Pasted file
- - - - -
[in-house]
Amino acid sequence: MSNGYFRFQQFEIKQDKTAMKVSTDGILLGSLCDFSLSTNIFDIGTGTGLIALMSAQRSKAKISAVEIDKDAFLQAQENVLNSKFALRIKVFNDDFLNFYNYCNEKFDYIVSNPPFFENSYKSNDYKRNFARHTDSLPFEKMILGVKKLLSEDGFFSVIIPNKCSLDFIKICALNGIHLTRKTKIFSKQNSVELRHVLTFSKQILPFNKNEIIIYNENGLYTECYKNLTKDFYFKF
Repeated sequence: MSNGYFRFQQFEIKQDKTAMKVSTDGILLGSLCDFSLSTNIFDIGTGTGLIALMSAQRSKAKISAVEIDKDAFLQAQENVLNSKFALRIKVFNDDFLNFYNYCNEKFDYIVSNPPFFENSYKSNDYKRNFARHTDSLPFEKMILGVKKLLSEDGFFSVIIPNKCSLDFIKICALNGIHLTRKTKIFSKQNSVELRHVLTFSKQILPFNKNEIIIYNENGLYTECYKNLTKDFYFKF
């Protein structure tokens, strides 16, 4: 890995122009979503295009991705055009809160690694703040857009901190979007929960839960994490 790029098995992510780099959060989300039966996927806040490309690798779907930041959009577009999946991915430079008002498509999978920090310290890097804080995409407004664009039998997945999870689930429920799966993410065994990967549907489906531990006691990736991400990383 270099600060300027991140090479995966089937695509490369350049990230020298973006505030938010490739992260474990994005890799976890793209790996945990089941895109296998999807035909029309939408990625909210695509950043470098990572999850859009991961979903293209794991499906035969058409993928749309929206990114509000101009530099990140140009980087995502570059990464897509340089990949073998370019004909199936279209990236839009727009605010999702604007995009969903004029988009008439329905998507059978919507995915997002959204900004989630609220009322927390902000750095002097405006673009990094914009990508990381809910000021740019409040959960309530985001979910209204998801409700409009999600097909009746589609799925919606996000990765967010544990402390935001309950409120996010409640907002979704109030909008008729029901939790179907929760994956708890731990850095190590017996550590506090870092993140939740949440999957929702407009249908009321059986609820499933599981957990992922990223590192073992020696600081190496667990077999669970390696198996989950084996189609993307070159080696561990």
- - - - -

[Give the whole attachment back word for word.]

[in-house]
Amino acid sequence: MSNGYFRFQQFEIKQDKTAMKVSTDGILLGSLCDFSLSTNIFDIGTGTGLIALMSAQRSKAKISAVEIDKDAFLQAQENVLNSKFALRIKVFNDDFLNFYNYCNEKFDYIVSNPPFFENSYKSNDYKRNFARHTDSLPFEKMILGVKKLLSEDGFFSVIIPNKCSLDFIKICALNGIHLTRKTKIFSKQNSVELRHVLTFSKQILPFNKNEIIIYNENGLYTECYKNLTKDFYFKF
Repeated sequence: MSNGYFRFQQFEIKQDKTAMKVSTDGILLGSLCDFSLSTNIFDIGTGTGLIALMSAQRSKAKISAVEIDKDAFLQAQENVLNSKFALRIKVFNDDFLNFYNYCNEKFDYIVSNPPFFENSYKSNDYKRNFARHTDSLPFEKMILGVKKLLSEDGFFSVIIPNKCSLDFIKICALNGIHLTRKTKIFSKQNSVELRHVLTFSKQILPFNKNEIIIYNENGLYTECYKNLTKDFYFKF
């Protein structure tokens, strides 16, 4: 890995122009979503295009991705055009809160690694703040857009901190979007929960839960994490 790029098995992510780099959060989300039966996927806040490309690798779907930041959009577009999946991915430079008002498509999978920090310290890097804080995409407004664009039998997945999870689930429920799966993410065994990967549907489906531990006691990736991400990383 270099600060300027991140090479995966089937695509490369350049990230020298973006505030938010490739992260474990994005890799976890793209790996945990089941895109296998999807035909029309939408990625909210695509950043470098990572999850859009991961979903293209794991499906035969058409993928749309929206990114509000101009530099990140140009980087995502570059990464897509340089990949073998370019004909199936279209990236839009727009605010999702604007995009969903004029988009008439329905998507059978919507995915997002959204900004989630609220009322927390902000750095002097405006673009990094914009990508990381809910000021740019409040959960309530985001979910209204998801409700409009999600097909009746589609799925919606996000990765967010544990402390935001309950409120996010409640907002979704109030909008008729029901939790179907929760994956708890731990850095190590017996550590506090870092993140939740949440999957929702407009249908009321059986609820499933599981957990992922990223590192073992020696600081190496667990077999669970390696198996989950084996189609993307070159080696561990």